Singing and talking are two different things and they utilize your voice in two different ways. If I were doing a show tonight, I wouldn't be talking to you on the phone right now because I never talk on the cell phone when I'm on the road. I'll text and I like that. I used to not be able to talk all day, I can't be around cigarette smoke. Sleep is the most important thing; that'll kill me. But singing is much easier. I can be completely unable to talk but somehow the way the energy comes through, it's actually a very healing energy, which is probably why I started doing it in the first place. It was comforting to me to sing. It's comforting, that's why people sing. And it should be. It's a great energy to put through your body, a very healing energy.
All the other outputs are not. When you're talking in a club over noise, oh my God, that'll take me out so hard because you're pitching your voice so artificially. If you're also having a conversation that you don't want to be having, you will notice your voice pitch up uncomfortably. When I'm singing, by the end of the show if I've done everything right, I'm buzzing. It should be an energizing experience. It shouldn't be draining.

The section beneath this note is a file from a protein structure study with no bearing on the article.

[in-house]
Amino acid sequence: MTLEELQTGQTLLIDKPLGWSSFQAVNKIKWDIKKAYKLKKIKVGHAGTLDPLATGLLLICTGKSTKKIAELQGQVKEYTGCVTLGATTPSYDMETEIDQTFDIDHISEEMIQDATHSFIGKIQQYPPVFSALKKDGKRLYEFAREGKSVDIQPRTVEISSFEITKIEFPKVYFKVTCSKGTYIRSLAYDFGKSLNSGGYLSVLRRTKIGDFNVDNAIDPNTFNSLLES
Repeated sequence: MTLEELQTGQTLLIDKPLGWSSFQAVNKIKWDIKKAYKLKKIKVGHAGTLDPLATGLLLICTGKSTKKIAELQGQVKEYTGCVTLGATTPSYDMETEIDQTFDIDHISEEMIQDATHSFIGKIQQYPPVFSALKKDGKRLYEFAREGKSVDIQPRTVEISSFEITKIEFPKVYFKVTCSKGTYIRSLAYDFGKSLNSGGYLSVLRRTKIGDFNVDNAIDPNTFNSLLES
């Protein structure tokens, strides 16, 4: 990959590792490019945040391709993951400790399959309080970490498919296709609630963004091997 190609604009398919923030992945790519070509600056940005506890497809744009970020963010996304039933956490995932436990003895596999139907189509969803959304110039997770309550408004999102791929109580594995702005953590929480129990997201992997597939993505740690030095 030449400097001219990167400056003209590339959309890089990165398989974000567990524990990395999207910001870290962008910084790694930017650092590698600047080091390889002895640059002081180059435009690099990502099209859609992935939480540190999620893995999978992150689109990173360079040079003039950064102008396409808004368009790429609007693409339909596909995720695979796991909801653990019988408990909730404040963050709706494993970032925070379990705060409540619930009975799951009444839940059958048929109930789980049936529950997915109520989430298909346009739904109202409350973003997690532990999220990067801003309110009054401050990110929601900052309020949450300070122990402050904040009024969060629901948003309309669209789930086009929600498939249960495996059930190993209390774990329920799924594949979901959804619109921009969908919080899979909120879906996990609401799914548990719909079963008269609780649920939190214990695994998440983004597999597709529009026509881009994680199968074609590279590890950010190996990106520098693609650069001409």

Let's get back to ghosts. I read online that "Ghost Of A Texas Ladies Man" is based on a true story with you and a ghost. Can you tell us about that?
It's in my little book (Rough Mix) which I will be selling on the road this time if I remember to order them. It's the Driskill Hotel and it's famously haunted. The Driskill Ghost is one of the most famous ghosts in the United States but we didn't know that when we rolled in. I went up in my room and stuff started getting weird. I felt like I was being watched. I was on the fifth floor so I closed all the curtains. My key would work and then it wouldn't work. A brass key, not a card key. Every time I went down to tell the desk something, they'd get really nervous and freaky and weird.
It's three in the morning when we come home from the gig. I took a shower and I knew somebody was watching me and it was the weirdest feeling. But I got out and went to bed and I had my cat with me on the road at the time. Cats at night, notoriously, are up and doing things and the cat wouldn't come out from under the covers. I reached over and turned the light off and I rolled over and the light came back on. I reached over and did it again and the light came back on again. I knew now what was going on, that there was somebody else there because I'd felt it. I reached over and unplugged the lamp altogether and I said, "I gotta go to sleep. I know you're here. I know you won't hurt me but I gotta go to sleep because we gotta roll tomorrow."